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The Mass Media

The Mass Media

The Mass Media

Sadruzzaman Breaks LEC Record!

File Photo
File Photo

“Nice to be done!” Senior Quazi Sadruzzaman, captain of the UMass Boston men’s tennis team, expressed his feelings right after winning his fourth consecutive Little East Conference #1 Singles Championship, a feat never before accomplished in the history of the LEC. Sadruzzaman added another trophy to his collection by winning the #1 doubles tournament with Dat Nguyen in the two-day event at Deering Oaks in Portland, Maine on May 7 and 8. The Beacons finished at fourth place among six competitors, with UMass Dartmouth winning overall.

Sadruzzaman’s college career finale wasn’t handed to him. In the final #1 singles match (6-4, 6-3), he had difficulty dealing with effective drop shots by Salem State College’s Derek Boudreau. This forced Sadruzzaman to run back and forth, causing cramps in both legs in the second set. Sadruzzaman played a total of four matches, or ten sets, in two days.

“If I lost the second set, the match would be totally different. My opponent was not a player who was going to give up,” Sadruzzaman commented. But he surpassed Boudreau in consistency and mental toughness to get through three more games and win fourteen consecutive #1 singles matches.

Coaches and players from other teams came to celebrate and shake hands with the conference’s most feared player four years running.

Sadruzzaman said he thought the #1 doubles final was the best match of the event. He and Nguyen came back from 0-4 in the third set to win six straight games, completing what teammate Anthony Esper described as, “the greatest comeback in tennis history.” They defeated the defending champions, Todd Cabral and Dan Cohen of UMass Dartmouth (3-6, 6-3, 6-4).

The match itself was somewhat unorthodox. Sadruzzaman and Nguyen stayed on the baseline while the UMD pair played close to the net. As both pairs played in their favorite styles, UMD took a decisive lead, two games away from winning back-to-back championships.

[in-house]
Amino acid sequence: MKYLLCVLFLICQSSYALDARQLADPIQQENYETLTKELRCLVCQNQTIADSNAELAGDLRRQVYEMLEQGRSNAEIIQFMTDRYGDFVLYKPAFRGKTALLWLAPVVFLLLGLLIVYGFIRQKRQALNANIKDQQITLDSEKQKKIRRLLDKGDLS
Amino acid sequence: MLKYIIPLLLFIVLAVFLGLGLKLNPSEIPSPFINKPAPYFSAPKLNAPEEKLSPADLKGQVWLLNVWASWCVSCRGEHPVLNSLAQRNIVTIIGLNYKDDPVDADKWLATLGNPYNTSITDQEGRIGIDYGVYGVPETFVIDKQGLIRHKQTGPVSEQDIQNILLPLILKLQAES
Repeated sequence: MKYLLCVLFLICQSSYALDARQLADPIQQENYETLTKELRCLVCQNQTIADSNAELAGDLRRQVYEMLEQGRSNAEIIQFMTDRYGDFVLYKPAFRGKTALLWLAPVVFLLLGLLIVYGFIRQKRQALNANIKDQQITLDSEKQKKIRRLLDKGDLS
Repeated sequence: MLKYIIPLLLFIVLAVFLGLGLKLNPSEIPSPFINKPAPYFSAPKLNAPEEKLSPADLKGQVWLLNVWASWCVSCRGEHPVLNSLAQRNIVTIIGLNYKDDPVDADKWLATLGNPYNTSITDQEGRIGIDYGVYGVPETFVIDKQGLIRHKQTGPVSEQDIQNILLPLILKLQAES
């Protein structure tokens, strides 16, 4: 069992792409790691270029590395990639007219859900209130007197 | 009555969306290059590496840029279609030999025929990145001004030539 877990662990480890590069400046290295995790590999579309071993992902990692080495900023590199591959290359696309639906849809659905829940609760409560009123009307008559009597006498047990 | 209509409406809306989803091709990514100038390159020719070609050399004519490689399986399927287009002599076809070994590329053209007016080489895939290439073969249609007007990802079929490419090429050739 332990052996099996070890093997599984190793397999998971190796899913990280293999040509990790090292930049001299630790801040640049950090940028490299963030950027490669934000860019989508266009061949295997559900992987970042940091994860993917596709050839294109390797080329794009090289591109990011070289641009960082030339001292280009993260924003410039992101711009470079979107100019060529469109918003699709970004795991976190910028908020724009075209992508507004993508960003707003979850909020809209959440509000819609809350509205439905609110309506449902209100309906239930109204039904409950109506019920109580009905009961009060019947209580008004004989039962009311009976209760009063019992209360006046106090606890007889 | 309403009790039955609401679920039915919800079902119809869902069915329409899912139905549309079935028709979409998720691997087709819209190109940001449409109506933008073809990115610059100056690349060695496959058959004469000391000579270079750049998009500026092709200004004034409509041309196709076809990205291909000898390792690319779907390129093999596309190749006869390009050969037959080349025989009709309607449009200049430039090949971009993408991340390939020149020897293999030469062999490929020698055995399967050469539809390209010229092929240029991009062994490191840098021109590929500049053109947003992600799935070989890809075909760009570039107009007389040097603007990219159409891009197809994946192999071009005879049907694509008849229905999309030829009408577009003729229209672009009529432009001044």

Despite the odds, the UMB pair did not change their playing style, as they had defeated the same pair on April 3 by using the baseline strategy. “All the games we lost were close. It was tough to play deuce again and again and lose it. Then we talked and decided to keep focusing on hitting our best shots,” Nguyen said.

Both Sadruzzaman and Nguyen agreed that they gained momentum when they won a close game 4-2, and after that the points started piling up for the Beacon pair, who felt they had already won the match psychologically. Powerful, well-controlled Beacon shots left the UMD pair scrambling to return volleys, only to have them hit the net.

“They were really good players, they didn’t have much weakness, but we never gave up. This tournament was the best [in my four years] because I won doubles,” Sadruzzaman said.

As a #2 singles, Nguyen won a first-round match (8-2), but lost the semi final (6-4, 6-3).

Number four singles Jay Lee won a first-round match (8-4), and #6 singles Trung Thoi Phan, nicknamed the “People’s Champ,” won a consolation match (8-2).

Coach Briggs said of the two, “They practiced very hard and grew up in a short period of time.” Lee picked up three wins in the second half of the season after losing six straight, and Phan struck back at a player who had defeated him in the regular season.

The Beacons lost their other matches: #3 singles Emilio Vallejo in the first round (8-1), and a consolation match (8-4); #5 singles Ryu Ngo in the first round (8-1), and a consolation match (8-5); #2 doubles Vallejo and Lee in the first round (9-7), and a consolation match (9-8); and #3 doubles Ngo and Esper in the first round (8-5), and a consolation match (8-4).

Sadruzzaman concluded his amazing tennis career at UMB with five championships in four years, this year holding an undefeated, 12-0 record in #1 singles and a 9-3 record in #1 doubles. He was named LEC Player of the Week twice in the five-week season, the only one in the conference to do so.

He said that playing tennis at UMB was not all about conquering his rivals, it has also been a chance to grow. “I think I have become a better person,” Sadruzzaman said, explaining that several years ago, he sometimes rudely pumped his fists at opponents when he won points. But now he says he wouldn’t do such a thing even if provoked.

The team will face a big hurdle after Sadruzzaman, reliable both as a player and a leader, leaves. Nguyen will become the #1 singles player, but Coach Briggs remains uncertain about the next team captain.

“I’m going to play in Quazi [Sadruzzaman]’s position. It’s going to be tough,” Nguyen commented.

Briggs finished his first year as a Beacons coach with 2-10 regular season record and fourth-place finish in the championships. The team showed it was making progress, winning twice after losing eight straight games. Since all but Sadruzzaman and Nguyen were rookies, Briggs said, “I was glad to see the team has grown up from the beginning of the season. I hope they had a good experience. This team was a fun group to be with. They were good listeners and hard workers.”

About the Contributor
Shun Hasegawa served as the sports editor for The Mass Media for the following years: 2004-2005